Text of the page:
First live hip replacement surgery webcast on Arthritis Action Day

Plymouth 13 May 1999 May 1999 has been proclaimed National Arthritis Month in the United States. At this occasion, America's Health Network announced the webcast of a live hip-replacement surgery on May 18th, as part of Arthritis Action Day. The procedure, to be performed by Dr. Scott Oliver at Jordan Hospital, Plymouth, Massachusetts, would enable Richard Shurtleff, 69, to once again walk without the need for crutches. The webcast has been the first Massachusetts surgery live on the Internet for public viewing.

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May 1999 has been proclaimed National Arthritis Month in the United States. At this occasion, America's Health Network announced the webcast of a live hip-replacement surgery on May 18th, as part of Arthritis Action Day. The procedure, to be performed by Dr. Scott Oliver at Jordan Hospital, Plymouth, Massachusetts, would enable Richard Shurtleff, 69, to once again walk without the need for crutches. The webcast has been the first Massachusetts surgery live on the Internet for public viewing.

Hip arthritis is a painful and frustrating condition that occurs in many people, according to Dr. Oliver. Thanks to the advancements which were made in treating hip arthritis over the past 30 years, a lot of patients now have returned to full activities after hip replacement surgery. Currently, thousands of people who suffer from osteoarthritis and similar debilitating conditions may benefit from hip replacement surgery, as stated by J. Tod Fetherling, president of America's Health Network. As a matter of fact, the webcast was meant to educate the public about their options.

Especially for Arthritis Action Day, a wide variety of Web sites has offered information and resources about arthritis. In this regard, the Action Day On-Line Partnership, created by the Arthritis Foundation and America's Health Network, has provided a large number of moderated chats, news and information reports on arthritis issues ranging from new medication to living with arthritis.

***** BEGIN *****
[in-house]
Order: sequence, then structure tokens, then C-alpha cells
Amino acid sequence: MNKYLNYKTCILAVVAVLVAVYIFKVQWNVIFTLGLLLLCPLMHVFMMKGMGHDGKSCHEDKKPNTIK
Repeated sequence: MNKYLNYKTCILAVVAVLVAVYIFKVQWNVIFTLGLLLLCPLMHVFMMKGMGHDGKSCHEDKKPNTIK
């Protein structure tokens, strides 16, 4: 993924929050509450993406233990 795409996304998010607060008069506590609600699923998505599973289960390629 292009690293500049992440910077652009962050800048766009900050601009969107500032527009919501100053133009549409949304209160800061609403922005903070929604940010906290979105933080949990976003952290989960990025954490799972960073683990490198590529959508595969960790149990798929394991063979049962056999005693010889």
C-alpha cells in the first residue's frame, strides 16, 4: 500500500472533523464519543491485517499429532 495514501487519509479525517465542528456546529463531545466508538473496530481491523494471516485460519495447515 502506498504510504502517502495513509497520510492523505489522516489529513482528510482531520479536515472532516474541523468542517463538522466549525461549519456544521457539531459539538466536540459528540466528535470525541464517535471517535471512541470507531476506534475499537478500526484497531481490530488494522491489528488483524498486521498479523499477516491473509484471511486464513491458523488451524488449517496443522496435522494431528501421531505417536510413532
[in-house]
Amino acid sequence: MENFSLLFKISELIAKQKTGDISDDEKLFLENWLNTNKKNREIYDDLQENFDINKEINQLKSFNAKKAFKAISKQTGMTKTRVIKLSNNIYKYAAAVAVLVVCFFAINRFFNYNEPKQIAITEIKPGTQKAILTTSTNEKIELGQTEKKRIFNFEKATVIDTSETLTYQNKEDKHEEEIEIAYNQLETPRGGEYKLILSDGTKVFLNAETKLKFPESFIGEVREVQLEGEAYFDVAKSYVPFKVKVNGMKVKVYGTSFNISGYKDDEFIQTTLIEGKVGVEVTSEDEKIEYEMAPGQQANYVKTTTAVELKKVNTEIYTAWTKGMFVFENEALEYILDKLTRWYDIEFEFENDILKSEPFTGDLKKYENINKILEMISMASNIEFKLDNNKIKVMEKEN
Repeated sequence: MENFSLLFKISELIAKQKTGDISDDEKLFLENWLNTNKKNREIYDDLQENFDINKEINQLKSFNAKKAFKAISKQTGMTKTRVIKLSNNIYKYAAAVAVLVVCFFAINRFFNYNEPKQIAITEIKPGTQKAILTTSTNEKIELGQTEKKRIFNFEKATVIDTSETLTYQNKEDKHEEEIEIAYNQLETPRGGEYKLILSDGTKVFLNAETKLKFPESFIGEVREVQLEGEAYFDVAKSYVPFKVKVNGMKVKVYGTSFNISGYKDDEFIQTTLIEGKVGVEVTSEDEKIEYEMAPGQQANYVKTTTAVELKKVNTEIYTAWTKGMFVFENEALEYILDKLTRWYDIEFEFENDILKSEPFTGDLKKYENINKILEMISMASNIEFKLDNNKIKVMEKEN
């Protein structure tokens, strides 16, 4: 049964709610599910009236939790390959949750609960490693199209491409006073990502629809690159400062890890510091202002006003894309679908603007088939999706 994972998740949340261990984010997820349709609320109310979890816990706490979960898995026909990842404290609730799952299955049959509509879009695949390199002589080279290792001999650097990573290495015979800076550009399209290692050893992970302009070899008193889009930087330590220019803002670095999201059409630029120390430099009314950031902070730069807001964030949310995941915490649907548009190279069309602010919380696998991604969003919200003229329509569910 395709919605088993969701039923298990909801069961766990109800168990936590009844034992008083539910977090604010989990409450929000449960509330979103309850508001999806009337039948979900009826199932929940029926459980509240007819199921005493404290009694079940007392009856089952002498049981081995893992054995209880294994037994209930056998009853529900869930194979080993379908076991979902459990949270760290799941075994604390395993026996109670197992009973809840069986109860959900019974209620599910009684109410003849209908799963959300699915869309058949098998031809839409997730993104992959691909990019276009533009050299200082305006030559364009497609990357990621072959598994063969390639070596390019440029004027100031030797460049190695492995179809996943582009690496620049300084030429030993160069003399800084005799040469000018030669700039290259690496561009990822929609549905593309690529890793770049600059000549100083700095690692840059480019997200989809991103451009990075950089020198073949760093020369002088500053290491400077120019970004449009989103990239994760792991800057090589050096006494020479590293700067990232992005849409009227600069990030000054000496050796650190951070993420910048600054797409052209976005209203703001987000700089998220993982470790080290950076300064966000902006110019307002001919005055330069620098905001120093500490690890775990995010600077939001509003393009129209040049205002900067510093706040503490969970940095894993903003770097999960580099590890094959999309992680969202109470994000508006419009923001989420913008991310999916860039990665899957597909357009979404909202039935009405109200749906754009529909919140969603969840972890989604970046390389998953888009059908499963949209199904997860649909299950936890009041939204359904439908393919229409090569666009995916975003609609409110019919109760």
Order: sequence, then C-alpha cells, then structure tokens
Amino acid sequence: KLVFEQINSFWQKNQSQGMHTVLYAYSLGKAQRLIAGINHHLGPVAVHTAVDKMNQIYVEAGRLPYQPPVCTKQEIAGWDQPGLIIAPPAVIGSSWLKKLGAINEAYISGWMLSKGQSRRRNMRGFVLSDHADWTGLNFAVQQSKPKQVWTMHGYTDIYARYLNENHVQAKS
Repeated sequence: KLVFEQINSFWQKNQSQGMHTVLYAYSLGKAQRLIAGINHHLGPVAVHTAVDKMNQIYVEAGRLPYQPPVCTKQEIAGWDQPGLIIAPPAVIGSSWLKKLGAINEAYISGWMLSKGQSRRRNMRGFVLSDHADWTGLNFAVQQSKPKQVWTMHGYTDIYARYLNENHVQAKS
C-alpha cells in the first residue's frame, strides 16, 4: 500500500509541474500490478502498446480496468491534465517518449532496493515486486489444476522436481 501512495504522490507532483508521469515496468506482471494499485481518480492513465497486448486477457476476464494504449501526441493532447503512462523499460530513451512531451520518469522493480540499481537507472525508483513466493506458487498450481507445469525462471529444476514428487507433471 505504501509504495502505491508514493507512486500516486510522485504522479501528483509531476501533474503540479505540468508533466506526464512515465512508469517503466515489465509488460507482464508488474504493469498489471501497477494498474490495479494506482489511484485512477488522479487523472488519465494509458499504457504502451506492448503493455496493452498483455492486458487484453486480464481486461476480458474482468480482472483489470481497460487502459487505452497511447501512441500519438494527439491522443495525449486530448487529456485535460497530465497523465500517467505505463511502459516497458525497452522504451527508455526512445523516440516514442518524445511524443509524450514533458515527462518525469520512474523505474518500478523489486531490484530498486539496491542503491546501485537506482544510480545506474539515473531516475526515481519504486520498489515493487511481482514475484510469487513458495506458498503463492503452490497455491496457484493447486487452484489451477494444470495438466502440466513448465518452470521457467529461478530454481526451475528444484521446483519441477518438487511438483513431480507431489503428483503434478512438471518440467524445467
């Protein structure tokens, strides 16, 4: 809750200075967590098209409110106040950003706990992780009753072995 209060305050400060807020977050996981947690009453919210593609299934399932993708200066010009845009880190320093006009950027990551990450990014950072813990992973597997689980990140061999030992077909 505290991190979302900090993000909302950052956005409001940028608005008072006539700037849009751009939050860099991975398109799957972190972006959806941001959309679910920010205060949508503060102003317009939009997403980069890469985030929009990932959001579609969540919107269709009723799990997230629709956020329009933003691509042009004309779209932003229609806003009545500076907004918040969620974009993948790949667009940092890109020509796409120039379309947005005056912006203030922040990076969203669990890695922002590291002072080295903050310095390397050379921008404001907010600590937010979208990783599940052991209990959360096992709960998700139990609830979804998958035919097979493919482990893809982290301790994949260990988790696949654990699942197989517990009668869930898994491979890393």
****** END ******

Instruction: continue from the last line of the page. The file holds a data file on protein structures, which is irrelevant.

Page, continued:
Osteoarthritis, probably the most common joint disorder in the world, affects approximately 16 million people. It is sometimes referred to as degenerative arthritis since it leads to the "wearing out" of both cartilage and bone, which can result in significant pain and stiffness. Many patients with osteoarthritis are often unable to perform normal activities such as walking, bending, or even getting dressed.

During the live surgery, the damaged hip joint ball and socket were removed and replaced with a metal and plastic socket and metal ball with a shaft that extends within the marrow of the thigh bone. With a proper physical therapy programme, most patients are able to begin resuming their daily activities, pain-free, as soon as three weeks after their operation. More than 150.000 hip replacements are performed every year.

Howmedica Osteonics, a global leader in the orthopaedic industry, has been sponsoring the webcast hip replacement procedure, and provided the total hip replacement system. Howmedica Osteonics is dedicated to the research, development, and manufacturing of innovative products such as total hip, knee, upper extremity, trauma and spinal systems to help people around the world enjoy healthier and more productive lives.

Dr. Oliver is a board certified orthopaedic surgeon, and is at present one of two partners at Plymouth Bay Orthopaedic Associates in Duxbury. He has served as president of the medical staff at the Jordan Hospital in Plymouth, and is currently on the board of directors of the Massachusetts Orthopaedic Association. Founded in 1901, Jordan Hospital is a full service, acute care community hospital. The Jordan Hospital serves the residents of Plymouth County, South Shore and the upper Cape region.


Leslie Versweyveld

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